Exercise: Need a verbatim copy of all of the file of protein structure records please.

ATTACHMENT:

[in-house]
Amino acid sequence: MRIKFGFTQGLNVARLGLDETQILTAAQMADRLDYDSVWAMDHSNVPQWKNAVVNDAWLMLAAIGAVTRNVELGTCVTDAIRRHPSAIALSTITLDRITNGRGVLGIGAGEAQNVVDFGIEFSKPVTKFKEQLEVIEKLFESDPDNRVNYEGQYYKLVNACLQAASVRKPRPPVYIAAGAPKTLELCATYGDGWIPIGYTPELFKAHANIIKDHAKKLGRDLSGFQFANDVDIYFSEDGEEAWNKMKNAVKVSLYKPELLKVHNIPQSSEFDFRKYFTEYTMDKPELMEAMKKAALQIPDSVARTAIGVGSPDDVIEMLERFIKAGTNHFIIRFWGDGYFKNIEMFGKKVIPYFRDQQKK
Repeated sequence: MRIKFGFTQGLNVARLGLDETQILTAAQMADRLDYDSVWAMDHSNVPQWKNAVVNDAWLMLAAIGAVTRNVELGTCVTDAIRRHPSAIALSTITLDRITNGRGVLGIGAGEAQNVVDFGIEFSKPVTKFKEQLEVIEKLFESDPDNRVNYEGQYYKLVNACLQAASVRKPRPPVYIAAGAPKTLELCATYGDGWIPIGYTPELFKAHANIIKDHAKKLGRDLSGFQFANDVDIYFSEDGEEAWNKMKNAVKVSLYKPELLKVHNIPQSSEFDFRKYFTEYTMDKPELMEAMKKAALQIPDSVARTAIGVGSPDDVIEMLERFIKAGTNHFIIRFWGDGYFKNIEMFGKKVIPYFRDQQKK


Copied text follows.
[in-house]
Amino acid sequence: MRIKFGFTQGLNVARLGLDETQILTAAQMADRLDYDSVWAMDHSNVPQWKNAVVNDAWLMLAAIGAVTRNVELGTCVTDAIRRHPSAIALSTITLDRITNGRGVLGIGAGEAQNVVDFGIEFSKPVTKFKEQLEVIEKLFESDPDNRVNYEGQYYKLVNACLQAASVRKPRPPVYIAAGAPKTLELCATYGDGWIPIGYTPELFKAHANIIKDHAKKLGRDLSGFQFANDVDIYFSEDGEEAWNKMKNAVKVSLYKPELLKVHNIPQSSEFDFRKYFTEYTMDKPELMEAMKKAALQIPDSVARTAIGVGSPDDVIEMLERFIKAGTNHFIIRFWGDGYFKNIEMFGKKVIPYFRDQQKK
Repeated sequence: MRIKFGFTQGLNVARLGLDETQILTAAQMADRLDYDSVWAMDHSNVPQWKNAVVNDAWLMLAAIGAVTRNVELGTCVTDAIRRHPSAIALSTITLDRITNGRGVLGIGAGEAQNVVDFGIEFSKPVTKFKEQLEVIEKLFESDPDNRVNYEGQYYKLVNACLQAASVRKPRPPVYIAAGAPKTLELCATYGDGWIPIGYTPELFKAHANIIKDHAKKLGRDLSGFQFANDVDIYFSEDGEEAWNKMKNAVKVSLYKPELLKVHNIPQSSEFDFRKYFTEYTMDKPELMEAMKKAALQIPDSVARTAIGVGSPDDVIEMLERFIKAGTNHFIIRFWGDGYFKNIEMFGKKVIPYFRDQQKK